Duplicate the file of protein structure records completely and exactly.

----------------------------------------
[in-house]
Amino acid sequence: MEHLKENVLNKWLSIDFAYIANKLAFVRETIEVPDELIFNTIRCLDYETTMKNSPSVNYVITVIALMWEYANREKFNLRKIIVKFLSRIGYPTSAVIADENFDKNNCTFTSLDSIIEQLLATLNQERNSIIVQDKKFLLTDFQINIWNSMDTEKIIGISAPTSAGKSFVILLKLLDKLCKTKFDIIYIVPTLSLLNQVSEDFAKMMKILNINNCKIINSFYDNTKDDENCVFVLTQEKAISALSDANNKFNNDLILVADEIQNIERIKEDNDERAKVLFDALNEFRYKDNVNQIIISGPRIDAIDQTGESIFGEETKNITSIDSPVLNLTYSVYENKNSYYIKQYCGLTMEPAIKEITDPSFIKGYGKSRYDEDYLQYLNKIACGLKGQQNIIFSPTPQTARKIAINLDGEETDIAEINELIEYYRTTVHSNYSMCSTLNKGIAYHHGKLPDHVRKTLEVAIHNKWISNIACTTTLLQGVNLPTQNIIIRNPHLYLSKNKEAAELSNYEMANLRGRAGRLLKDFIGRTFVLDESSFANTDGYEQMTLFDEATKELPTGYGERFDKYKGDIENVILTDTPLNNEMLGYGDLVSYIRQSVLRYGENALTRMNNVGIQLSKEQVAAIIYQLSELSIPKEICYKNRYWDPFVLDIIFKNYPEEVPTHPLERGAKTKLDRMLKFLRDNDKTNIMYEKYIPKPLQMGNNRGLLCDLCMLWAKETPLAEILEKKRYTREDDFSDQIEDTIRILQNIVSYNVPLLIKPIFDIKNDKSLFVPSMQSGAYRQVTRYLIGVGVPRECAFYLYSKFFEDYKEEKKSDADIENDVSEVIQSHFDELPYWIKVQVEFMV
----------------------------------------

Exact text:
[in-house]
Amino acid sequence: MEHLKENVLNKWLSIDFAYIANKLAFVRETIEVPDELIFNTIRCLDYETTMKNSPSVNYVITVIALMWEYANREKFNLRKIIVKFLSRIGYPTSAVIADENFDKNNCTFTSLDSIIEQLLATLNQERNSIIVQDKKFLLTDFQINIWNSMDTEKIIGISAPTSAGKSFVILLKLLDKLCKTKFDIIYIVPTLSLLNQVSEDFAKMMKILNINNCKIINSFYDNTKDDENCVFVLTQEKAISALSDANNKFNNDLILVADEIQNIERIKEDNDERAKVLFDALNEFRYKDNVNQIIISGPRIDAIDQTGESIFGEETKNITSIDSPVLNLTYSVYENKNSYYIKQYCGLTMEPAIKEITDPSFIKGYGKSRYDEDYLQYLNKIACGLKGQQNIIFSPTPQTARKIAINLDGEETDIAEINELIEYYRTTVHSNYSMCSTLNKGIAYHHGKLPDHVRKTLEVAIHNKWISNIACTTTLLQGVNLPTQNIIIRNPHLYLSKNKEAAELSNYEMANLRGRAGRLLKDFIGRTFVLDESSFANTDGYEQMTLFDEATKELPTGYGERFDKYKGDIENVILTDTPLNNEMLGYGDLVSYIRQSVLRYGENALTRMNNVGIQLSKEQVAAIIYQLSELSIPKEICYKNRYWDPFVLDIIFKNYPEEVPTHPLERGAKTKLDRMLKFLRDNDKTNIMYEKYIPKPLQMGNNRGLLCDLCMLWAKETPLAEILEKKRYTREDDFSDQIEDTIRILQNIVSYNVPLLIKPIFDIKNDKSLFVPSMQSGAYRQVTRYLIGVGVPRECAFYLYSKFFEDYKEEKKSDADIENDVSEVIQSHFDELPYWIKVQVEFMV